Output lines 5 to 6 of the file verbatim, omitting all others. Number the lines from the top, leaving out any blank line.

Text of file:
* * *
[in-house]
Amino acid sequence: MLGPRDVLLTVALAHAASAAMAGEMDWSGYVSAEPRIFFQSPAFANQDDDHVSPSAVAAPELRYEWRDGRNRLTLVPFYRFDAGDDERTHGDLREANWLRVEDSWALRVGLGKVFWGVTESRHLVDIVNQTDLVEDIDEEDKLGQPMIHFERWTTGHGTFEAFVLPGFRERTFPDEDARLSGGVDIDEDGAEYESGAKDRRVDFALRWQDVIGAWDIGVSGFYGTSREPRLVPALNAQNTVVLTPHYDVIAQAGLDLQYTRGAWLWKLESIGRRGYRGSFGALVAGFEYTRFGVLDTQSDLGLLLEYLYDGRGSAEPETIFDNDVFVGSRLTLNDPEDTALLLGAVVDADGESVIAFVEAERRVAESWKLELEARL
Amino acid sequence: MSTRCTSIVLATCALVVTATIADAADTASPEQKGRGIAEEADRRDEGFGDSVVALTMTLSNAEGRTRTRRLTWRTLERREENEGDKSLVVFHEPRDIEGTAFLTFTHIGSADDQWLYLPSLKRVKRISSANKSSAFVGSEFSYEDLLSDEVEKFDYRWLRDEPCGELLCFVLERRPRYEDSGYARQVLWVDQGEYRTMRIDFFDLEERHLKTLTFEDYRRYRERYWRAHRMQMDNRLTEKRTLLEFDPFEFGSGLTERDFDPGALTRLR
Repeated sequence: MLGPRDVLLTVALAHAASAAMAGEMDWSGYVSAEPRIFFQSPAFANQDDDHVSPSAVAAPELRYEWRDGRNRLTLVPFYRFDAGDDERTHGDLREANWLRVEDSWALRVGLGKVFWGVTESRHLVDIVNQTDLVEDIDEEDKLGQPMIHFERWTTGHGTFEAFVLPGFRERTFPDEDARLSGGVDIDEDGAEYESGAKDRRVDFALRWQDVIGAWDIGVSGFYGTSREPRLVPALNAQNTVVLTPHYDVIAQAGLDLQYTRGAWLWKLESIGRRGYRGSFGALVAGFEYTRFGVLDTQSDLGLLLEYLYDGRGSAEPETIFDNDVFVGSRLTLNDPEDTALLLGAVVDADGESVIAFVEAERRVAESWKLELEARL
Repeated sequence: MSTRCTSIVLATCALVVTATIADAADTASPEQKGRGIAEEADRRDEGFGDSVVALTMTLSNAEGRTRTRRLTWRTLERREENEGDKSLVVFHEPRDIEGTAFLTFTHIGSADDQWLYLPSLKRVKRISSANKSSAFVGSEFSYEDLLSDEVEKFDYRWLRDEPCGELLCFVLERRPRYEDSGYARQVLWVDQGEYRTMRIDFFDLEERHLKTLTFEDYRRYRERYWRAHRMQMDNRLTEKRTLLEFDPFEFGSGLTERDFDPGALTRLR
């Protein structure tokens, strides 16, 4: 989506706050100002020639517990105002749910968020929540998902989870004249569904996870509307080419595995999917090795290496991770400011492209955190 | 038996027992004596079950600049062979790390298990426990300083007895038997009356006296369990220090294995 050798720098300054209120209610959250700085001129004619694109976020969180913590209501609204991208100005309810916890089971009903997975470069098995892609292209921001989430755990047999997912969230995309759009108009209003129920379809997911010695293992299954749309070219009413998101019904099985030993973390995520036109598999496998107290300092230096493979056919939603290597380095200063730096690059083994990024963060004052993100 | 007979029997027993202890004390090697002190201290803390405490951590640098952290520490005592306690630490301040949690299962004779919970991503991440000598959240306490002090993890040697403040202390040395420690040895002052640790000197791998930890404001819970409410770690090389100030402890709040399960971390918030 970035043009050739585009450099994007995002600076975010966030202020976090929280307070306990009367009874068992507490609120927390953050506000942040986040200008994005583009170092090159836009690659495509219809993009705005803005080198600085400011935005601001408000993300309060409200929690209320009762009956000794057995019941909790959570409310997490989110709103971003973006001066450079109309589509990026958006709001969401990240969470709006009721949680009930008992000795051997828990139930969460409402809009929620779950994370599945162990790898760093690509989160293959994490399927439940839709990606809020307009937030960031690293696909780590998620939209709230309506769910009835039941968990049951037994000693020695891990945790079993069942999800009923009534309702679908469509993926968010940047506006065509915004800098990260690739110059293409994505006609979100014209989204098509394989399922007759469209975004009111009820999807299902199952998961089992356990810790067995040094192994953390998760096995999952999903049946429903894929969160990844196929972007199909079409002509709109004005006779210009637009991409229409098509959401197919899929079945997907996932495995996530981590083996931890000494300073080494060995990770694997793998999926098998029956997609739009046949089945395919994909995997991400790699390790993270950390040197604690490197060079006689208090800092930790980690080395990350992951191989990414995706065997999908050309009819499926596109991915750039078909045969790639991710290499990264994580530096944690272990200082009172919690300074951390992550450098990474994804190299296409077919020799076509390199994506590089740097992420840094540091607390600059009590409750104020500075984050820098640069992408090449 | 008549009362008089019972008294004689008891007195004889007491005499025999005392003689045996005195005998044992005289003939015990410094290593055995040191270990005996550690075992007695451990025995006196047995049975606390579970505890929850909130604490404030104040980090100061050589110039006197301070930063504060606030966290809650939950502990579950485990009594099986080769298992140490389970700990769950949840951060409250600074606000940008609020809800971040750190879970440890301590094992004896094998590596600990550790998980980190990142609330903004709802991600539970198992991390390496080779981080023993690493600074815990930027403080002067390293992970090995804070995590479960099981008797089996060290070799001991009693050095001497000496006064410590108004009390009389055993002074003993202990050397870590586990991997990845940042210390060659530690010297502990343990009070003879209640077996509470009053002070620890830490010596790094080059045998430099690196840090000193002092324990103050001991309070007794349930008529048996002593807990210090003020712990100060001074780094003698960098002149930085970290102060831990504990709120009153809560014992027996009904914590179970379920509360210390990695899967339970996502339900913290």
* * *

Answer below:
Repeated sequence: MSTRCTSIVLATCALVVTATIADAADTASPEQKGRGIAEEADRRDEGFGDSVVALTMTLSNAEGRTRTRRLTWRTLERREENEGDKSLVVFHEPRDIEGTAFLTFTHIGSADDQWLYLPSLKRVKRISSANKSSAFVGSEFSYEDLLSDEVEKFDYRWLRDEPCGELLCFVLERRPRYEDSGYARQVLWVDQGEYRTMRIDFFDLEERHLKTLTFEDYRRYRERYWRAHRMQMDNRLTEKRTLLEFDPFEFGSGLTERDFDPGALTRLR
């Protein structure tokens, strides 16, 4: 989506706050100002020639517990105002749910968020929540998902989870004249569904996870509307080419595995999917090795290496991770400011492209955190 | 038996027992004596079950600049062979790390298990426990300083007895038997009356006296369990220090294995 050798720098300054209120209610959250700085001129004619694109976020969180913590209501609204991208100005309810916890089971009903997975470069098995892609292209921001989430755990047999997912969230995309759009108009209003129920379809997911010695293992299954749309070219009413998101019904099985030993973390995520036109598999496998107290300092230096493979056919939603290597380095200063730096690059083994990024963060004052993100 | 007979029997027993202890004390090697002190201290803390405490951590640098952290520490005592306690630490301040949690299962004779919970991503991440000598959240306490002090993890040697403040202390040395420690040895002052640790000197791998930890404001819970409410770690090389100030402890709040399960971390918030 970035043009050739585009450099994007995002600076975010966030202020976090929280307070306990009367009874068992507490609120927390953050506000942040986040200008994005583009170092090159836009690659495509219809993009705005803005080198600085400011935005601001408000993300309060409200929690209320009762009956000794057995019941909790959570409310997490989110709103971003973006001066450079109309589509990026958006709001969401990240969470709006009721949680009930008992000795051997828990139930969460409402809009929620779950994370599945162990790898760093690509989160293959994490399927439940839709990606809020307009937030960031690293696909780590998620939209709230309506769910009835039941968990049951037994000693020695891990945790079993069942999800009923009534309702679908469509993926968010940047506006065509915004800098990260690739110059293409994505006609979100014209989204098509394989399922007759469209975004009111009820999807299902199952998961089992356990810790067995040094192994953390998760096995999952999903049946429903894929969160990844196929972007199909079409002509709109004005006779210009637009991409229409098509959401197919899929079945997907996932495995996530981590083996931890000494300073080494060995990770694997793998999926098998029956997609739009046949089945395919994909995997991400790699390790993270950390040197604690490197060079006689208090800092930790980690080395990350992951191989990414995706065997999908050309009819499926596109991915750039078909045969790639991710290499990264994580530096944690272990200082009172919690300074951390992550450098990474994804190299296409077919020799076509390199994506590089740097992420840094540091607390600059009590409750104020500075984050820098640069992408090449 | 008549009362008089019972008294004689008891007195004889007491005499025999005392003689045996005195005998044992005289003939015990410094290593055995040191270990005996550690075992007695451990025995006196047995049975606390579970505890929850909130604490404030104040980090100061050589110039006197301070930063504060606030966290809650939950502990579950485990009594099986080769298992140490389970700990769950949840951060409250600074606000940008609020809800971040750190879970440890301590094992004896094998590596600990550790998980980190990142609330903004709802991600539970198992991390390496080779981080023993690493600074815990930027403080002067390293992970090995804070995590479960099981008797089996060290070799001991009693050095001497000496006064410590108004009390009389055993002074003993202990050397870590586990991997990845940042210390060659530690010297502990343990009070003879209640077996509470009053002070620890830490010596790094080059045998430099690196840090000193002092324990103050001991309070007794349930008529048996002593807990210090003020712990100060001074780094003698960098002149930085970290102060831990504990709120009153809560014992027996009904914590179970379920509360210390990695899967339970996502339900913290």